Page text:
We all know librarians hate stereotypes of librarians, which is why some are compelled to indelibly ink their skin and post public pictures of themselves or anonymously tell the world that they don’t like library patrons.
I’m not sure what they’re trying to prove with this, since basically no one but librarians cares about librarian stereotypes, and all the tattoos in the world won’t change anyone’s opinion.
If we’re going to fight librarian stereotypes, perhaps the one we should fight the most isn’t the bun-wearing shusher or the sexy librarian, but the stereotype that everyone who works in a library is a librarian.
If we did that, we probably wouldn’t see headlines like this: College librarian denies LGBT student use of school laptop because he looked feminine.
Or the even stranger one: School Librarian To Gay Male Student: “You Sound, Look, and Act Like a Girl”.
It’s almost like these journalists can’t tell the difference between librarians and other library workers, or between academic library workers and school librarians. That’s crazy!
The story goes that a student at Florida Atlantic University tried to check out a laptop from the university library, but claims he was denied because the staff person dealing with him said he looked and acted like a girl, and the university ID was clearly for a guy.
Because there probably wasn’t a picture or anything to compare the guy’s face to. There’s just an ID for an Abdul, and everyone knows Abduls all act like football players at a keg party.
Then, as the Salon story almost certainly has wrong, he “had to go through three other librarians before he was able to borrow a laptop.”
You see the problem here. Obviously, there was no school librarian involved, and I’m shocked that a publication with the reputation of Queerty would make such a ghastly mistake. What school librarians are left work in schools, not universities. Duh.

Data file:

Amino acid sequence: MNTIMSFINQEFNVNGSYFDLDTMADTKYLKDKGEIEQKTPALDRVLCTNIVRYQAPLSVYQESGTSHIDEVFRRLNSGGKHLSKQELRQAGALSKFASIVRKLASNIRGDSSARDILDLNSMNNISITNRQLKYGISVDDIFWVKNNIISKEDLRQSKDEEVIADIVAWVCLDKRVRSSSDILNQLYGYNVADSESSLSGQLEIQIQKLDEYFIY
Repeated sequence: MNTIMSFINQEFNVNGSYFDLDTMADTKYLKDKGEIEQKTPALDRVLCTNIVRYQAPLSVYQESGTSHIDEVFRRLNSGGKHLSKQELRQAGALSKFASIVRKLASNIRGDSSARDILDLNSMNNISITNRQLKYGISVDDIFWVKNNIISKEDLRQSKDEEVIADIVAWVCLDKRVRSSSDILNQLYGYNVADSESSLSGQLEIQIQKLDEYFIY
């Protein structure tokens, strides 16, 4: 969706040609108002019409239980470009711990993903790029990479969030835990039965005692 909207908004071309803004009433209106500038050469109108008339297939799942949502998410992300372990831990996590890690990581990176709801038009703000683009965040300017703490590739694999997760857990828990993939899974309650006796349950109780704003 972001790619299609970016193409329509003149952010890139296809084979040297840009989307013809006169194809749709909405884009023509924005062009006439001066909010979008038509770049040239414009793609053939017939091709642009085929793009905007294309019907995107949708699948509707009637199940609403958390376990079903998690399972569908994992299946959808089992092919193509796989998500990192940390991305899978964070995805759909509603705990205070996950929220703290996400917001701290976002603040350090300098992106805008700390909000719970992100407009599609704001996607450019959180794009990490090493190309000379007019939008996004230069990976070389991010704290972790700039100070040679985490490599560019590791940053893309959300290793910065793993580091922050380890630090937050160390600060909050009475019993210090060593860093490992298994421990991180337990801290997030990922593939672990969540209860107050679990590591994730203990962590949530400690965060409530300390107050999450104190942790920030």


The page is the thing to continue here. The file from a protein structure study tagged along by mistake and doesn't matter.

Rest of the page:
And Salon? That bastion of investigative journalism? Honestly, Salon, what are the chances that there are three levels of librarians waiting in line to check out laptops to students. In a lot of academic libraries, three levels would take you from the bottom to the top of the hierarchy. I mean, honestly, how could someone make such a mistake!
I know how, it’s because of that darned librarian stereotype that everyone working in a library is a librarian, from shelvers putting books back in the wrong places to directors passive-aggressively managing the staff.
That’s just plain wrong, and I want it to stop. These publications are missing the real story, which isn’t about laptops or homophobia or whatever, but about the inaccurate stereotypes that librarians face every day.
Yeah, yeah, you’re probably thinking that this poor kid was embarrassed in a library, denied a service of the library by some staff member just because she thought he was too effeminate. Injustice was done.
But the far bigger injustice is that he thinks everyone who works in a library is a librarian. When is that story going to be told? When will that travesty make the headlines?
Instead of tattoos, I recommend a more aggressive strategy to fight this problem. Librarians should wear big buttons that say, “Only REAL librarians get to wear these buttons.” Then they should stand watch over service desks and say loudly to every patron “She’s not a librarian! I’m the real librarian!”
And possibly also, “Look at my tattoo!”
Without that sort of aggressive and stereotype-defying action, we won’t make any progress in this fight. After we get it sorted out that it wasn’t a librarian who denied a laptop, or whatever other egregious acts have been attributed to librarians, then we can figure out what to do about other injustices.
Until then, we fight the stereotypes. If not us, who? If not now, when?